Homeopathy is the practice of diluting substances that would give the same symptoms as the medical problem and giving them to the patient. For example, a homeopathic solution for insomnia would be very diluted caffeine. The idea behind this is that by being exposed to small amounts of substances that produce the symptoms you want to avoid, you will be able to stop the medical problem altogether. But does homeopathy actually work?
The answer is no. The National Center for Complementary and Integrative Health (NCCIH) states, “There’s little evidence to support homeopathy as an effective treatment for any specific health condition.” Basically, homeopathy is a practice that is not an effective treatment or cure. The only real positive effect homeopathy can have is just the placebo effect, but it’s not exactly harmless either. The FDA has found significant amounts of active ingredients that could potentially cause patients harm as well as incorrectly manufactured homeopathic products that could also cause harm. So clearly, everyone should stop using homeopathic products. But it’s not that simple.
Most people would heed those warnings, but people that use homeopathy products are not most people. Many of the people that rely on homeopathic and alternative health products feel disenfranchised with government agencies and professionals who are authorities on human health. That can happen because of concern of corruption, a negative experience with a healthcare professional, and many other things. It’s possible that it’s being exacerbated by a general lack of scientific literacy in our society.
Let’s be honest. Most of us simply do not have the knowledge or the tools to rigorously research topics like whether or not homeopathy works. Instead, we often have no other choice than to just trust the experts. But if someone feels disenfranchised with those experts, there really aren’t a lot of alternatives out there except alternative medicine. Therefore, people that rely on alternative health products are not being entirely unreasonable. However, even if the experts were not credible, that would not make other practices, such as homeopathy, credible.
I think this mistrust of mainstream medical science means that it would not be responsible to rely solely on what the experts know if the concern at hand is that people could be making highly ill-informed decisions about their health. I could throw known scientific facts at homeopathy enthusiasts all day, but the already present mistrust of the source of those facts means I would get nowhere.
However, homeopathy is so logically flawed that it does not even need extensive scientific research to disprove. The first is called “like cures like”. The idea that a substance that causes the same symptoms as the problem you’re trying to solve. A good example of this would be taking caffeine in a very low concentration in order to treat insomnia. The second is the idea that the substances in question are actually more effective in lower concentrations. Both of these principles are false.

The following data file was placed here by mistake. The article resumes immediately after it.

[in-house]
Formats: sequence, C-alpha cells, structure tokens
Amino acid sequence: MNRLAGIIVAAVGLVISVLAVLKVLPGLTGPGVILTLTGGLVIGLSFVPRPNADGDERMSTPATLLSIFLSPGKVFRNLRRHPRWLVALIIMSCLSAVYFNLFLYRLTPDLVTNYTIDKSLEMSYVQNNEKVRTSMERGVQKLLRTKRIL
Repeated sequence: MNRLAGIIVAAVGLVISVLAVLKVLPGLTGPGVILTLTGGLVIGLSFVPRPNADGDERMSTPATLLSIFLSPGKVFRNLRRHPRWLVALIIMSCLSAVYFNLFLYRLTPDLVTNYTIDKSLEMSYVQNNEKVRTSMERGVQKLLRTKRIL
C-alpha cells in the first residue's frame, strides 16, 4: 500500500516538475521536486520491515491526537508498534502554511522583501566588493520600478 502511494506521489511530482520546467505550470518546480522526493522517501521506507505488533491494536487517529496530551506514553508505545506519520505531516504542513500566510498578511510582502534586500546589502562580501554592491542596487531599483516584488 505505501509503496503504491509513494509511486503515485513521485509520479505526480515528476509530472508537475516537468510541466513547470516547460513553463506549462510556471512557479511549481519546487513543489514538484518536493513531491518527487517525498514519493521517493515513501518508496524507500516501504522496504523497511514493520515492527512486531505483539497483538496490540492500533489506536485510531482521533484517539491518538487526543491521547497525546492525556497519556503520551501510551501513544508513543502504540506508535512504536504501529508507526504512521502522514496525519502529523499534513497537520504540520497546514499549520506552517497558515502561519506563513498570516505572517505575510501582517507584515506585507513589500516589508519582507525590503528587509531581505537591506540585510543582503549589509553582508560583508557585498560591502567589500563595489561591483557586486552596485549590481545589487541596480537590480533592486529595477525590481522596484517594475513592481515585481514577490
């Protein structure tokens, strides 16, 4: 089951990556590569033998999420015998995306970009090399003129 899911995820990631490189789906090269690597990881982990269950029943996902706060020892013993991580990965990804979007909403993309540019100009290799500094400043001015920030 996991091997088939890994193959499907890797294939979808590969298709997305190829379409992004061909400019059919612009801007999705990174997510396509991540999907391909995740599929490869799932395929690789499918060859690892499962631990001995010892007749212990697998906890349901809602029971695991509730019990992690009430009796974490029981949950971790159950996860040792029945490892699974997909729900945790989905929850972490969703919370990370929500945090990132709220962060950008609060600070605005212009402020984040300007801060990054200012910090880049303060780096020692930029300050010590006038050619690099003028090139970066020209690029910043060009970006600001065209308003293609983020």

A problem with “like cures like” is that just because even if we extend our imaginations and believe that just because a substance causes similar symptoms as a health problem means that it will stop the problem, the idea that substances in such minuscule concentrations, often to the point where there are no remaining molecules of the original substance, is very questionable.
But the idea that substances are actually more effective at lower concentrations is a core idea of homeopathy. Some homeopathists say modern scientists simply do not yet have the tools to comprehend why homeopathy works. Other homeopathists point to a phenomenon called “water memory”. Watery memory is basically the idea that water can retain a “memory” of a substance it has come into contact with. However, this idea is not credible. May Nyman, a chemistry professor from Oregon State University stated, “I don’t believe in water memory, because water molecules move. They’re constantly rotating with respect to each other, forming hydrogen bonds, and breaking hydrogen bonds”. Water is structurally incapable of retaining memory as homeopathists claim. But many people who believe in homeopathy do not listen to mainstream science. However, even if we ignore what is already known about how water actually works, there are still some problems with this idea. How long-term is water’s memory? If substances can truly cause an effect in the body by just coming into contact with water at some point in time, how can we be assured that homeopathy is safe? How do we know that the water is only remembering the substance it’s supposed to remember?
But what about people that homeopathy works for? Since homeopathy has no real medical effect, there are a number of reasons that someone could be mistaken into thinking that homeopathy is effective. One is that often the body heals itself regardless of whether or not there is effective medical help present. For example, if you get a common cold, and usually you would get better relatively quickly, and you take homeopathic treatment and recover, there is no way to verify that the homeopathy caused you to recover because you would have recovered anyway. Another reason is the widely known placebo effect. If you did not already know, when a patient takes something medically ineffective and sees an improvement due to the expectations they had for the thing they took. Both of these things could potentially be harmless to someone’s health in the long run, but that’s not always the case. The danger here is that someone could feel much healthier than they are and not seek medical treatment behind it.
All in all, homeopathy is a practice widely discredited in the medical community. The principles it is based on do not stand up to science or logic. It is best for everyone to leave it behind.